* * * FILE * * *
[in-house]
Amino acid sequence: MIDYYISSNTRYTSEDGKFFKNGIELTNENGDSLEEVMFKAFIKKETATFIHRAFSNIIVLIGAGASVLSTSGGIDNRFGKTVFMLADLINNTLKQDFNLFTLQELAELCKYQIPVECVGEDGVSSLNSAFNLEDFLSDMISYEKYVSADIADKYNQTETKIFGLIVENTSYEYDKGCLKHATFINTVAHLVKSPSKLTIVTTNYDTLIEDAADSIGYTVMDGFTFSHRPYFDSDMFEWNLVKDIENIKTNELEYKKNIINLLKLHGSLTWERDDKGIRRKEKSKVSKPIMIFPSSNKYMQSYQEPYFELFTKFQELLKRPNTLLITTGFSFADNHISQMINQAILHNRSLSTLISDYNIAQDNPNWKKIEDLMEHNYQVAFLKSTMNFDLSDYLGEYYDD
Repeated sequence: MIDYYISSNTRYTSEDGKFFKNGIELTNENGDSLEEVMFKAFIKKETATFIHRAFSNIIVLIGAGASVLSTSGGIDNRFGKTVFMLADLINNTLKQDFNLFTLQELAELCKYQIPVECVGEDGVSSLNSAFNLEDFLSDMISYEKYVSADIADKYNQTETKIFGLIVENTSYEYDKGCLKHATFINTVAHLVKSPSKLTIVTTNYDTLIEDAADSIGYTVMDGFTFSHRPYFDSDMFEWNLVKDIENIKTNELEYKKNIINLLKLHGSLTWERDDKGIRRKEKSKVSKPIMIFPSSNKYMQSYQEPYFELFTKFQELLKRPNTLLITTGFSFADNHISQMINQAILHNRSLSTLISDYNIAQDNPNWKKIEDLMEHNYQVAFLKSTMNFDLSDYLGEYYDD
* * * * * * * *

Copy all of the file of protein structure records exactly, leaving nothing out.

[in-house]
Amino acid sequence: MIDYYISSNTRYTSEDGKFFKNGIELTNENGDSLEEVMFKAFIKKETATFIHRAFSNIIVLIGAGASVLSTSGGIDNRFGKTVFMLADLINNTLKQDFNLFTLQELAELCKYQIPVECVGEDGVSSLNSAFNLEDFLSDMISYEKYVSADIADKYNQTETKIFGLIVENTSYEYDKGCLKHATFINTVAHLVKSPSKLTIVTTNYDTLIEDAADSIGYTVMDGFTFSHRPYFDSDMFEWNLVKDIENIKTNELEYKKNIINLLKLHGSLTWERDDKGIRRKEKSKVSKPIMIFPSSNKYMQSYQEPYFELFTKFQELLKRPNTLLITTGFSFADNHISQMINQAILHNRSLSTLISDYNIAQDNPNWKKIEDLMEHNYQVAFLKSTMNFDLSDYLGEYYDD
Repeated sequence: MIDYYISSNTRYTSEDGKFFKNGIELTNENGDSLEEVMFKAFIKKETATFIHRAFSNIIVLIGAGASVLSTSGGIDNRFGKTVFMLADLINNTLKQDFNLFTLQELAELCKYQIPVECVGEDGVSSLNSAFNLEDFLSDMISYEKYVSADIADKYNQTETKIFGLIVENTSYEYDKGCLKHATFINTVAHLVKSPSKLTIVTTNYDTLIEDAADSIGYTVMDGFTFSHRPYFDSDMFEWNLVKDIENIKTNELEYKKNIINLLKLHGSLTWERDDKGIRRKEKSKVSKPIMIFPSSNKYMQSYQEPYFELFTKFQELLKRPNTLLITTGFSFADNHISQMINQAILHNRSLSTLISDYNIAQDNPNWKKIEDLMEHNYQVAFLKSTMNFDLSDYLGEYYDD